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Page Contents: Whether psychodynamic psychotherapy interferes with recovery from alcoholism.                    


im recovering from drink problem 4yrs sober in 12 step prog with psychodynmic counselling 2 yrs for depression would they interfere with recovery side by side. ive become very angry pushing people who help me is this part of therapy I feel worse than ever but therapist just replies with ~the answers i need lie inside me~ what does she mean by that ? im desperate to know

In the initial stage of recovery from alcoholism, some form of social support—such as a 12-Step program—is critical. Through group support and pressure you have to learn the cognitive-behavioral skills necessary to resist the temptation to drink. During all of this, it really isn’t important to understand the deep unconscious reasons why you drink. All that matters is that you don’t drink.

After you have become established in recovery, then you can start psychodynamic psychotherapy to get to the cause of—and heal—the emotional wounds from the past that your drinking has served to cover up and hide. Through group pressure, 12-Step programs only ward off the craving to drink, but real psychotherapy can bring you to the place where you no longer even want to use alcohol as a psychological defense against your emotional life.

But, as I say throughout this website, the psychotherapy process can be difficult and painful, so there’s always the danger of relapse in moments when the emotional pain seems to be overwhelming. If you do relapse, then you have to tell your psychotherapist, and you have to tell your sponsor and everyone else in the 12-Step program. And you have to go back to Step One of the program and start over again from the beginning. If you persevere through it all with patience and discipline, though, you can actually achieve a state of mind in which you “see through” the illusions of comfort that alcohol holds out, such that alcohol cannot even tempt you anymore.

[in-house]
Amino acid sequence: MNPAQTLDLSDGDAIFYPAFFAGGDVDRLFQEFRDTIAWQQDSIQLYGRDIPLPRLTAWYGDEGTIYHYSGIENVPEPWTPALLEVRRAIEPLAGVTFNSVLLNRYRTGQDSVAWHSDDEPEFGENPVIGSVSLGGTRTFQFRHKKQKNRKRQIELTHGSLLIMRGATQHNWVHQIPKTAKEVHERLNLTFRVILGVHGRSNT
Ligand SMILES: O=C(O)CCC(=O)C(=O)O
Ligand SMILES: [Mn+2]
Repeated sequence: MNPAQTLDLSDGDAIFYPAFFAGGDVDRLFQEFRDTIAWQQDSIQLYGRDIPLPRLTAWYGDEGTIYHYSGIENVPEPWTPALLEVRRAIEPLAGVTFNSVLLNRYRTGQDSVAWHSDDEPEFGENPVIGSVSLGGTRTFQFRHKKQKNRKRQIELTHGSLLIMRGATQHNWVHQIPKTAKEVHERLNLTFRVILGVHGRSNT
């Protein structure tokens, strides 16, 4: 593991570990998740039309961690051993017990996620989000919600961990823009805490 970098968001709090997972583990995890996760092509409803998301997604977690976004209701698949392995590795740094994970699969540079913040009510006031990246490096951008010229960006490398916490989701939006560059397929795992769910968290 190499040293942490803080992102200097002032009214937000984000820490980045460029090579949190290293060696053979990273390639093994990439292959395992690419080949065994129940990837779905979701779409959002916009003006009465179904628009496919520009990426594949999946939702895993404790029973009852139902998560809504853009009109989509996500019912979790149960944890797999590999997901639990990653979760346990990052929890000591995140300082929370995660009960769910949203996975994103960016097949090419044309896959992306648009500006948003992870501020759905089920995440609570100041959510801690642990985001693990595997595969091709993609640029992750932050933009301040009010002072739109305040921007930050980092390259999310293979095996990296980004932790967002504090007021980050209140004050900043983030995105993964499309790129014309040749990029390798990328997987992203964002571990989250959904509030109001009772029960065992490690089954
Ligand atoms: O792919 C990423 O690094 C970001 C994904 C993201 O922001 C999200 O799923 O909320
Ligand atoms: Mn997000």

Now, in your case, it seems that your psychotherapy has been successful so far in helping you uncover the depths of your unconscious anger. This anger you feel now is not the result of your psychotherapy; in fact, it’s really nothing new, because it is anger that has been inside you all along and that you have been trying to avoid until now by drinking. This sort of “anger turned inward” is also the cause of depression. So of course you feel worse than before, because now you have to feel the anger, rather than drown it in alcohol and turn it against yourself in depression. This is the core of the therapeutic work: to feel emotions and talk about them, not to hide them, push them away, or run from them.

When your psychotherapist tells you that the answers lie within you, she simply means that if you do the psychotherapeutic work with dedication and courage, you will encounter your deepest fears—and your deepest strengths—and you will find true healing.


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